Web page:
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Dangerous Communion: A Vindication of A Vindication of Love

Female desire has been my feminist project for a while. I’m focused on reclaiming it, understanding it, making room for it, staking out a place for it as something worthwhile. Cristina Nehring, I think, is on a similar quest in A Vindication of Love, and I rather love her for it.

Nehring isn’t out to say that feminism has failed us or that it’s made us miserable or that we should just go get married and have babies and then we’ll be satisfied. She’s arguing as much for our right to have our hearts broken as anything else. She points out, though, that in its rush to liberate women from the confines of marriage, children, and male control, feminism has left us very little space to negotiate the very real feelings that women have, often for men. In her view, this erasure of desire, combined with a consumer culture that sends us running to buy any new product that promises us instant gratification and online dating services where you can order up a date like a takeout meal, have caused us to forget love. And, I would add, its revolutionary, liberatory, even empowering potential.

Nehring embraces the fucked-up-ness of love, writes in defense of power imbalances, inequalities, hell, even infidelities. Her defense of failure in love is particularly passionate, an argument for holding your head up high if and when it doesn’t work out, for letting go of the dual guilt that being a “strong single woman” leaves you with: not only that you’re hurt that it ended, but that you should’ve never bothered in the first place. What did you think, that you needed a man!??!

What Nehring calls love is a feeling, a head-over-heels knock-you-sideways feeling that the more practical among us would nicely tell her is infatuation. While bell hooks, in Communion, argues for love as a conscious choice, as something we do, Nehring writes of the feelings that come whether we like them or not, and embraces them. The actions one takes when one is in love, according to her examples, range from running off together immediately, consequences be damned, to a long, tantalizing, never-consummated friendship, to lifelong happy marriage.

She’s been much maligned for her chapter on power imbalances, and certainly many of her examples in the book are NOT what we’d consider healthy. Yet by arguing for them, she gives us back our right to have screwed-up relationships and not feel horrible about ourselves when they end. What she terms “power imbalances” are often more an exploration of the different ways one can have power in a relationship—or how they shift, over and over again. She reads power back into women of history and literature who have had their agency stripped and their victimhood assumed—often by self-proclaimed feminists. (Some of us who do feminism on the Internet can probably relate.)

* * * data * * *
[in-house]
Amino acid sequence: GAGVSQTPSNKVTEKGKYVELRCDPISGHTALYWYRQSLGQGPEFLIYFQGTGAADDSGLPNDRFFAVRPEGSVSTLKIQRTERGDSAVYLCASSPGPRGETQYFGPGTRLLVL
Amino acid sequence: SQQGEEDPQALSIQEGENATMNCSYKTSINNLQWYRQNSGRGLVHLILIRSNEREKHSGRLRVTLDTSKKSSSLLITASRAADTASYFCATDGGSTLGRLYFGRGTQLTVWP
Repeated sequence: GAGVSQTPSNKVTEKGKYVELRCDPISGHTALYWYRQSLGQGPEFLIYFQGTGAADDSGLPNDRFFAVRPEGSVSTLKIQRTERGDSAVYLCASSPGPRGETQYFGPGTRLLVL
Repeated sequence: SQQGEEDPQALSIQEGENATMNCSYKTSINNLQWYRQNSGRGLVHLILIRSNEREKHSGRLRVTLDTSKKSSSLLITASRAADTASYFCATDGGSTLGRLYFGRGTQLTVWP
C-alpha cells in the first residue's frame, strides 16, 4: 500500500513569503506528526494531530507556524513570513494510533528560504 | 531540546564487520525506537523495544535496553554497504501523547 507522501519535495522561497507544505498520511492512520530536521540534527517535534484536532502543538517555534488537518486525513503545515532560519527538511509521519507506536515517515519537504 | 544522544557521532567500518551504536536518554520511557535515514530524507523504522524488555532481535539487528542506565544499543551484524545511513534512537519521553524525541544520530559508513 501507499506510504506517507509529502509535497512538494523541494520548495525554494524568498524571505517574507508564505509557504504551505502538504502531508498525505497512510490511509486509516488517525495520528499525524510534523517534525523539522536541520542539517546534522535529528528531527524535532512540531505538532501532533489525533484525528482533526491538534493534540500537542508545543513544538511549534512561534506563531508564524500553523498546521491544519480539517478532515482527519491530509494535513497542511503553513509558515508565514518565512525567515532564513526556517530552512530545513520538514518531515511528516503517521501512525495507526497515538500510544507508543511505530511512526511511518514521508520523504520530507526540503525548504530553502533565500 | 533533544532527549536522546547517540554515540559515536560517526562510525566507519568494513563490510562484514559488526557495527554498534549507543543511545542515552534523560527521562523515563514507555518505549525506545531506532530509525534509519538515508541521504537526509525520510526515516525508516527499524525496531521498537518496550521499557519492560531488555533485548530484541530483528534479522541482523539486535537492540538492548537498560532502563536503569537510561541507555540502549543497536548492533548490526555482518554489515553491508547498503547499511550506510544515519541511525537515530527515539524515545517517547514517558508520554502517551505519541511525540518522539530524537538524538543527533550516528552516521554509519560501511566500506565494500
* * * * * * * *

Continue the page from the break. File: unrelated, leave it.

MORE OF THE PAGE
There’s always been a so-called “radical” feminist streak that calls for separation from men. There’s another vein of thought, far more common, that is perfectly OK with women dating, marrying, and loving men—as long as they are putting “career” before “love” as a life-goal, as long as they understand that they don’t “need” a man and can do just fine without one. Meanwhile, mainstream society still pressures women to get married, and to have children, and tells women that they will be massively unfulfilled without these things. You could argue that her approach is heterocentric, but Nehring is a straight woman, and is working through mostly (but not entirely) heterosexual examples of love because the specific pressures of being a straight woman in not-really-post-feminist times are the pressures that she’s struggled with.

I know, I know, us straight girls have such a rough time of it, whining that feminism fucked up our feelings for men. Except that the world is full of men, and women are their mothers, lovers, and friends and allies. Men as well as women fight for liberation from patriarchal norms that restrict our options, and our humanity. Maybe this project that I’ve set myself of reclaiming desire, even desire for men, won’t end rape or violence or war. But it is one that I think is important, and it’s why I read this book.

Nehring could have called the book “A Vindication of Desire” because often that’s what she’s defending. But she chose the word “love,” and I think her braver for it. After all, desire is too quickly elided into “sex” and sex is everywhere these days, so much so that when a work of fiction like Twilight focuses on the decision NOT to have it the entire pop-culture-consuming world stops and obsesses.

She also could’ve gone on Caitlin Flanagan-like rants about how women belong married, at home, in traditional relationships (with a nanny, getting paid large chunks of change to rant about how women are happier not working) or how the secret lives of girls are somehow different and special and they need to spend their time convincing boys to not want to have sex and to hold their hands. Or something. (Can you tell that I try not to read Flanagan all that much?) Or repeated tired Camille Paglia-isms about men and women needing… oh, goodness, I can’t even figure out what Paglia thinks we need.

Instead, Nehring decides to take famous feminists as her models, and points out how those of us who claim to support women’s right to do what they want with their lives have been guilty of discounting these women’s choices in love. From Cleopatra to Katha Pollitt, Mary Wollstonecraft to Frida Kahlo and Hannah Arendt and Simone de Beauvoir, she follows these women through their turbulent romantic lives and notes that far from sweeping those portions of their biographies under the rug and viewing them as the unfeminist price we have to pay for brilliant art and theory, we should embrace them as parts of their lives, evenpossibly feminist choices they made.